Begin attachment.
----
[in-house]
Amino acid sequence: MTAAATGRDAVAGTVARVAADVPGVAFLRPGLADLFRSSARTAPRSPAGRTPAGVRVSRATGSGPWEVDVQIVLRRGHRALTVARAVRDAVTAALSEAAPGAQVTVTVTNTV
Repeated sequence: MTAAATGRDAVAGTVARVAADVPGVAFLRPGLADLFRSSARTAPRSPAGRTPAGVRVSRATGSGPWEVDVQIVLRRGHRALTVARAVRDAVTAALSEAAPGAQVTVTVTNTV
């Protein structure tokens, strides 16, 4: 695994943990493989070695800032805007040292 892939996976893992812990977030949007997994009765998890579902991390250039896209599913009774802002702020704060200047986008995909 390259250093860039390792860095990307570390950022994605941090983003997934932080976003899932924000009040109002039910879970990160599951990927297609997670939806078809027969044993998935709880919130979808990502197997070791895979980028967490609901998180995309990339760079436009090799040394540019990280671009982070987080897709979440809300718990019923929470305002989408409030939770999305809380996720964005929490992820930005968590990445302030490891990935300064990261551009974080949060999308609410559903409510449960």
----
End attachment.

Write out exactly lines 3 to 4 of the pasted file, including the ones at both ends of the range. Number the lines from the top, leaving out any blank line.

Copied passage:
Repeated sequence: MTAAATGRDAVAGTVARVAADVPGVAFLRPGLADLFRSSARTAPRSPAGRTPAGVRVSRATGSGPWEVDVQIVLRRGHRALTVARAVRDAVTAALSEAAPGAQVTVTVTNTV
């Protein structure tokens, strides 16, 4: 695994943990493989070695800032805007040292 892939996976893992812990977030949007997994009765998890579902991390250039896209599913009774802002702020704060200047986008995909 390259250093860039390792860095990307570390950022994605941090983003997934932080976003899932924000009040109002039910879970990160599951990927297609997670939806078809027969044993998935709880919130979808990502197997070791895979980028967490609901998180995309990339760079436009090799040394540019990280671009982070987080897709979440809300718990019923929470305002989408409030939770999305809380996720964005929490992820930005968590990445302030490891990935300064990261551009974080949060999308609410559903409510449960």